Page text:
• Software updates: Malware posts invitations inside social media sites, inviting users to view a video. The link tries to trick users into believing they need to update their current software to view the video. The software offered is malicious.
• Banner ads: Sometimes called “malvertising,” unsuspecting users click on a banner ad that then attempts to install malicious code on the user’s computer. Alternatively, the ad directs users to a web site that instructs them to download a PDF with heavily-obscured malicious code, or they are instructed to divulge payment details to download a PDF properly.

• Downloadable documents: Users are enticed into opening a recognizable program, such as Microsoft Word or Excel, that contains a preinstalled Trojan horse.

• Man-in-the-middle: Users may think they are communicating with a web site they trust. In reality, a cybercriminal is collecting the data users share with the site, such as login and password. Or, a criminal can hijack a session, and keep it open after users think it has been closed. The criminal can then conduct their malicious transactions. If the user was banking, the criminal can transfer funds. If the user was shopping, a criminal can access and steal the credit card number used in the transaction.

• Keyloggers: Users are tricked into downloading keylogger software using any of the techniques mentioned above. The keylogger then monitors specific actions, such as mouse operations or keyboard strokes, and takes screenshots in order to capture personal banking or credit card information.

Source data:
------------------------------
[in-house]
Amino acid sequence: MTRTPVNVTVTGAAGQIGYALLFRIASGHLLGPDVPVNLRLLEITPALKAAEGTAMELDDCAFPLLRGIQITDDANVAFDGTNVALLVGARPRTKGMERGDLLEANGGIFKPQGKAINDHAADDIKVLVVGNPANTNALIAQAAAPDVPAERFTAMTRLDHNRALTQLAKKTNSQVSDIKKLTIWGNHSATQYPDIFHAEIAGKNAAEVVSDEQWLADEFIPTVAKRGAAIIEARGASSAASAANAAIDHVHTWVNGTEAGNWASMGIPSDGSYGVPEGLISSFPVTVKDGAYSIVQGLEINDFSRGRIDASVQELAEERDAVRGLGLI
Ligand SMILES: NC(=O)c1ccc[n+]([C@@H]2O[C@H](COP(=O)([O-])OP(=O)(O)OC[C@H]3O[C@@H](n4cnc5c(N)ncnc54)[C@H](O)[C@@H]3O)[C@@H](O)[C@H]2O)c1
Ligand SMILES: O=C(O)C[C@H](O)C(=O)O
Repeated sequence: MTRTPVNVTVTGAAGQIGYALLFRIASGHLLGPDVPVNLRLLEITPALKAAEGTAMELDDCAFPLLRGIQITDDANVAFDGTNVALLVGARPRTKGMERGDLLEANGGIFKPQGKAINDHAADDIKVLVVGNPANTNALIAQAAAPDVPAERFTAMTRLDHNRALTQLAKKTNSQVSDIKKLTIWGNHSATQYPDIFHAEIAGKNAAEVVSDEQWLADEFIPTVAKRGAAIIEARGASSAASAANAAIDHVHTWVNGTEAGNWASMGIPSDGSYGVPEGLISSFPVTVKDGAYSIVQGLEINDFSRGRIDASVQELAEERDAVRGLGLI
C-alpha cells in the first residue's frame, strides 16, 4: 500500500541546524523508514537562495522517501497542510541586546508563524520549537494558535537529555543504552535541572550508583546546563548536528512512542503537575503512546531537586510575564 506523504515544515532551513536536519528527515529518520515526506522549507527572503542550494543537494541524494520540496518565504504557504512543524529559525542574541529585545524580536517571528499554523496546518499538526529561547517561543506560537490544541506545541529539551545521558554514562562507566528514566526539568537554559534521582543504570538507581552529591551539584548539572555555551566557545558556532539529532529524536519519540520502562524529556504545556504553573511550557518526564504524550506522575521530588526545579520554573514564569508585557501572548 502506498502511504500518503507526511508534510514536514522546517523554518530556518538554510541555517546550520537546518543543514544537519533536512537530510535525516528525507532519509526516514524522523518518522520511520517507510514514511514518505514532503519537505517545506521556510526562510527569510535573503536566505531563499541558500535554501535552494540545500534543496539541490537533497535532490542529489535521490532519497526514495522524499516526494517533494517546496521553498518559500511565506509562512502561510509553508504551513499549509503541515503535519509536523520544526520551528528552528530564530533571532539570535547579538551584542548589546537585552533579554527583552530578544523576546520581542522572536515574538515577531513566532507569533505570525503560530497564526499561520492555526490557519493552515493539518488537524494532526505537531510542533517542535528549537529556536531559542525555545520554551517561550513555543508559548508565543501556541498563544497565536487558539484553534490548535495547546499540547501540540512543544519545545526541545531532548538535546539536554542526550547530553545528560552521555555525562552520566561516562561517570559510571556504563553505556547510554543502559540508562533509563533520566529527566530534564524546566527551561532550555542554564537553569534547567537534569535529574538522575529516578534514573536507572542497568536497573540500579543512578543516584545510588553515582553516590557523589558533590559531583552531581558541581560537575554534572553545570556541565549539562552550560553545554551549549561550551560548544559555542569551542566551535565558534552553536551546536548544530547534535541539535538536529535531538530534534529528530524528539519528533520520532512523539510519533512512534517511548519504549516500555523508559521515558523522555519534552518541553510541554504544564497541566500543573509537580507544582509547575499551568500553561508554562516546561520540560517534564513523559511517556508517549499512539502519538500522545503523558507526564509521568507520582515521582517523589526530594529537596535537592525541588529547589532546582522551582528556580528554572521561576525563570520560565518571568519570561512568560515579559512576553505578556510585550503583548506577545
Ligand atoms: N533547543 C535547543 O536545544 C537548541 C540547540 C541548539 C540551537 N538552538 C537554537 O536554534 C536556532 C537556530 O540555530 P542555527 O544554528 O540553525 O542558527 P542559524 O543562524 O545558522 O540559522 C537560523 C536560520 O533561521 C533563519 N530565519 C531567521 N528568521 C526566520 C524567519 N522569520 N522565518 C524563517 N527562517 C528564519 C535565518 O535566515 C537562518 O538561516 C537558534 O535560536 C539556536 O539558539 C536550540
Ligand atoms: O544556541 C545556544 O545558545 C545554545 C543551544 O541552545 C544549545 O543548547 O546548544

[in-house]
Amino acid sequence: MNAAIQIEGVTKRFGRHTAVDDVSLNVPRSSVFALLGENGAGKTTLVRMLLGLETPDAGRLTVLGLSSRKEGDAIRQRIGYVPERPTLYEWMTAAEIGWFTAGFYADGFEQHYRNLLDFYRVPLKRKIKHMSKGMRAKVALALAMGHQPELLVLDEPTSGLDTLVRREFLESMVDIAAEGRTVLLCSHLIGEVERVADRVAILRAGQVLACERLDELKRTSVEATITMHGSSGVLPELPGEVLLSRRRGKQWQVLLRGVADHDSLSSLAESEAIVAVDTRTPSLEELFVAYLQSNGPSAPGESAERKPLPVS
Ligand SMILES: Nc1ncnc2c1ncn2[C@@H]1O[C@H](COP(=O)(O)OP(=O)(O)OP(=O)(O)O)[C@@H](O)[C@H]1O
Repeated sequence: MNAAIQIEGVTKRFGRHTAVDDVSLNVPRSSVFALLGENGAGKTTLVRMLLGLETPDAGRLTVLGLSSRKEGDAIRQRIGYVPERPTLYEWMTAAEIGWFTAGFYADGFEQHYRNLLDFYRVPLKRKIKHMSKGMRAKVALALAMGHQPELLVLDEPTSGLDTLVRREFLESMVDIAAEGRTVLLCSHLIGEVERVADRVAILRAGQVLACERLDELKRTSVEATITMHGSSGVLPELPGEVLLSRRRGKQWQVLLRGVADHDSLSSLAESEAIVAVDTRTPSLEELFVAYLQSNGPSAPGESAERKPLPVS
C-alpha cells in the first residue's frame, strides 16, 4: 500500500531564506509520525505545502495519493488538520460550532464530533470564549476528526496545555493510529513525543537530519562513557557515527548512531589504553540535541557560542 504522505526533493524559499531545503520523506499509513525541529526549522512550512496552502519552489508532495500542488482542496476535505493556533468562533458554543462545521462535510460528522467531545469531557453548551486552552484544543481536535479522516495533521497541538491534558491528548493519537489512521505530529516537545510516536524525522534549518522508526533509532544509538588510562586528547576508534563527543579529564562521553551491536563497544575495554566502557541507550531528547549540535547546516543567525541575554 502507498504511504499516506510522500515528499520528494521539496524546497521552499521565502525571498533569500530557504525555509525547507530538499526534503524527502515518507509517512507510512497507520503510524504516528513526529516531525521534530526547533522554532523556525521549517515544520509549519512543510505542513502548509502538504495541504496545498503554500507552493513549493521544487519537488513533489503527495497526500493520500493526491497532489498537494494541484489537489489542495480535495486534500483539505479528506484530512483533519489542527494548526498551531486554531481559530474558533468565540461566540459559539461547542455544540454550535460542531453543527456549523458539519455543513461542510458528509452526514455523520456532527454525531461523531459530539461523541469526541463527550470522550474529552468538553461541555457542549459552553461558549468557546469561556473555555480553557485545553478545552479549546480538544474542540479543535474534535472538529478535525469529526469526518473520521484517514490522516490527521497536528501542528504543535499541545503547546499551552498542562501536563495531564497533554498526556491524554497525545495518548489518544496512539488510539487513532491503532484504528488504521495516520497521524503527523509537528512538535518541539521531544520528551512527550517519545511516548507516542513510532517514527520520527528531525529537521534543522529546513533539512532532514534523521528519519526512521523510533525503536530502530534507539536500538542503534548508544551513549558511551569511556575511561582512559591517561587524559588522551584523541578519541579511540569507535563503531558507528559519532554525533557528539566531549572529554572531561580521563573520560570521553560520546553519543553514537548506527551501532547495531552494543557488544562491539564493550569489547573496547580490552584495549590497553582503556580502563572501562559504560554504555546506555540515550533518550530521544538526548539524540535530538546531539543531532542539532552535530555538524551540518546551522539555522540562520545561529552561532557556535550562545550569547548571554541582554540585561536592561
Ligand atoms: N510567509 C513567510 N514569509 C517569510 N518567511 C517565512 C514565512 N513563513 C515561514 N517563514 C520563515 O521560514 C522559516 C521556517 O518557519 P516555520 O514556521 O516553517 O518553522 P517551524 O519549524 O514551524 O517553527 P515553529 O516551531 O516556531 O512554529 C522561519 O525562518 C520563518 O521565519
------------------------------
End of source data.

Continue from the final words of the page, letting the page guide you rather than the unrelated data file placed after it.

The malware business model
How do attackers use malware to turn a profit? They can use infected computers to generate income in many ways. One of the simplest is through advertising. Just as many of the web sites generate income by displaying ads, malware can display ads that result in payments to the cybercriminal. Alternatively, extortion is used. A large network of infected computers can be very powerful, and some attackers use this threat to extract payments from web site owners. A group of computers controlled by one attacker, known as a “botnet,” can send a large amount of network traffic to a single web site, which can result in a denial of service (DoS) attack. The criminals then contact the web site owner and demand a payment to stop the attack. Criminals also frequently use infected computers to gather valuable user information, such as credentials for online banking. This type of malware, known as an infostealer or banking Trojan, is one of the most sophisticated and stealthy forms of malware. The criminals can then use the private information for their own malicious schemes or sell it to a third-party who then uses it to make a profit.

What is blacklisting, and why is it important to avoid?
Because of the potential damage caused by malware, Google, Yahoo, Bing and other search engines place any web site found with malware on a blocked list, or “blacklist.” Once blacklisted, the search engine issues a warning to potential visitors that the site is unsafe or excludes it from search results altogether. No matter how much search engine optimization you do, if your web site is blacklisted the impact to your business could be devastating. This blacklisting can occur without warning, is often done without your knowledge, and is very difficult to reverse. Taking the proper measures to prevent search engine blacklisting is critical to the long-term success of any web site.


About Soumya
A technology enthusiast, forever enamored by all that it hath wrought and of course here is an attempt at making sense of it all and perhaps simplifying it!